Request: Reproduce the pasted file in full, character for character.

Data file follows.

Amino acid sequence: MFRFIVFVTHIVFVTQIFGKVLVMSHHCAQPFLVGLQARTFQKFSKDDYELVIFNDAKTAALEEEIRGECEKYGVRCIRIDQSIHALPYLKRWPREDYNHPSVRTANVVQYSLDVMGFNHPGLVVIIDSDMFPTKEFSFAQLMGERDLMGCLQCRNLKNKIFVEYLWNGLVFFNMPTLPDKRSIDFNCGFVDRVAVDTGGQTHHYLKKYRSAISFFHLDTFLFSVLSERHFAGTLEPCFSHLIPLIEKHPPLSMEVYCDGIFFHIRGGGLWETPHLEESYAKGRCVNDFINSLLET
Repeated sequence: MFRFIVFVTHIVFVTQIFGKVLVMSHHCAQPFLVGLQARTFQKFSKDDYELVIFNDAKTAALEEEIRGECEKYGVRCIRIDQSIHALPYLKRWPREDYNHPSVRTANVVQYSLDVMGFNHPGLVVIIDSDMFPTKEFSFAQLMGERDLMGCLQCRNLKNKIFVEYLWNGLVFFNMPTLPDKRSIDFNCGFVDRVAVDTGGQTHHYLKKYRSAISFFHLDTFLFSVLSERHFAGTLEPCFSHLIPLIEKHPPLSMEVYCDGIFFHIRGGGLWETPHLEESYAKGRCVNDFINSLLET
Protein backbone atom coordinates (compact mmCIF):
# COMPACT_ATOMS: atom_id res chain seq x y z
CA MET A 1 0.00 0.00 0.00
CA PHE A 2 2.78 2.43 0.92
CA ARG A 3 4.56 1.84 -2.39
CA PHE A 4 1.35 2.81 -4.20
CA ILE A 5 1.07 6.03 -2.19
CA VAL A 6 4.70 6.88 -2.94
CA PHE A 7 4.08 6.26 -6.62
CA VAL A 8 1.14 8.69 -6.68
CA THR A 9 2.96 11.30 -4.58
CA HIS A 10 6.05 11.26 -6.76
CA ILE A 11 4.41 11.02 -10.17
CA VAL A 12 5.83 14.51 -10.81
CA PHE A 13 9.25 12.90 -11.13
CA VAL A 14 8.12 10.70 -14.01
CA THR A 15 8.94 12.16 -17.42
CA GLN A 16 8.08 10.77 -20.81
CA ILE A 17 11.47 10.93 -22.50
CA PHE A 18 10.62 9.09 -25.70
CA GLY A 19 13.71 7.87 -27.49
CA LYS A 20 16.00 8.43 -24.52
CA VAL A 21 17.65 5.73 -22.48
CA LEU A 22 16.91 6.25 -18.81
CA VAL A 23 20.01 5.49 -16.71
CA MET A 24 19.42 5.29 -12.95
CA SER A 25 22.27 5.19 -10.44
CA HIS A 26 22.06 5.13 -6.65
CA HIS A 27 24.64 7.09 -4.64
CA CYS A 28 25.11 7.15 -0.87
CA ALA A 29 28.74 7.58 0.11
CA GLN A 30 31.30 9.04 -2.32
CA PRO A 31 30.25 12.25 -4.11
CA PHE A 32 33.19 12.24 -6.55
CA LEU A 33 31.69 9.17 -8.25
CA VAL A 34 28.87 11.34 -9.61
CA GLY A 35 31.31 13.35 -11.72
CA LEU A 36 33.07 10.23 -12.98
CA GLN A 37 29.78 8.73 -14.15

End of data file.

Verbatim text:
Amino acid sequence: MFRFIVFVTHIVFVTQIFGKVLVMSHHCAQPFLVGLQARTFQKFSKDDYELVIFNDAKTAALEEEIRGECEKYGVRCIRIDQSIHALPYLKRWPREDYNHPSVRTANVVQYSLDVMGFNHPGLVVIIDSDMFPTKEFSFAQLMGERDLMGCLQCRNLKNKIFVEYLWNGLVFFNMPTLPDKRSIDFNCGFVDRVAVDTGGQTHHYLKKYRSAISFFHLDTFLFSVLSERHFAGTLEPCFSHLIPLIEKHPPLSMEVYCDGIFFHIRGGGLWETPHLEESYAKGRCVNDFINSLLET
Repeated sequence: MFRFIVFVTHIVFVTQIFGKVLVMSHHCAQPFLVGLQARTFQKFSKDDYELVIFNDAKTAALEEEIRGECEKYGVRCIRIDQSIHALPYLKRWPREDYNHPSVRTANVVQYSLDVMGFNHPGLVVIIDSDMFPTKEFSFAQLMGERDLMGCLQCRNLKNKIFVEYLWNGLVFFNMPTLPDKRSIDFNCGFVDRVAVDTGGQTHHYLKKYRSAISFFHLDTFLFSVLSERHFAGTLEPCFSHLIPLIEKHPPLSMEVYCDGIFFHIRGGGLWETPHLEESYAKGRCVNDFINSLLET
Protein backbone atom coordinates (compact mmCIF):
# COMPACT_ATOMS: atom_id res chain seq x y z
CA MET A 1 0.00 0.00 0.00
CA PHE A 2 2.78 2.43 0.92
CA ARG A 3 4.56 1.84 -2.39
CA PHE A 4 1.35 2.81 -4.20
CA ILE A 5 1.07 6.03 -2.19
CA VAL A 6 4.70 6.88 -2.94
CA PHE A 7 4.08 6.26 -6.62
CA VAL A 8 1.14 8.69 -6.68
CA THR A 9 2.96 11.30 -4.58
CA HIS A 10 6.05 11.26 -6.76
CA ILE A 11 4.41 11.02 -10.17
CA VAL A 12 5.83 14.51 -10.81
CA PHE A 13 9.25 12.90 -11.13
CA VAL A 14 8.12 10.70 -14.01
CA THR A 15 8.94 12.16 -17.42
CA GLN A 16 8.08 10.77 -20.81
CA ILE A 17 11.47 10.93 -22.50
CA PHE A 18 10.62 9.09 -25.70
CA GLY A 19 13.71 7.87 -27.49
CA LYS A 20 16.00 8.43 -24.52
CA VAL A 21 17.65 5.73 -22.48
CA LEU A 22 16.91 6.25 -18.81
CA VAL A 23 20.01 5.49 -16.71
CA MET A 24 19.42 5.29 -12.95
CA SER A 25 22.27 5.19 -10.44
CA HIS A 26 22.06 5.13 -6.65
CA HIS A 27 24.64 7.09 -4.64
CA CYS A 28 25.11 7.15 -0.87
CA ALA A 29 28.74 7.58 0.11
CA GLN A 30 31.30 9.04 -2.32
CA PRO A 31 30.25 12.25 -4.11
CA PHE A 32 33.19 12.24 -6.55
CA LEU A 33 31.69 9.17 -8.25
CA VAL A 34 28.87 11.34 -9.61
CA GLY A 35 31.31 13.35 -11.72
CA LEU A 36 33.07 10.23 -12.98
CA GLN A 37 29.78 8.73 -14.15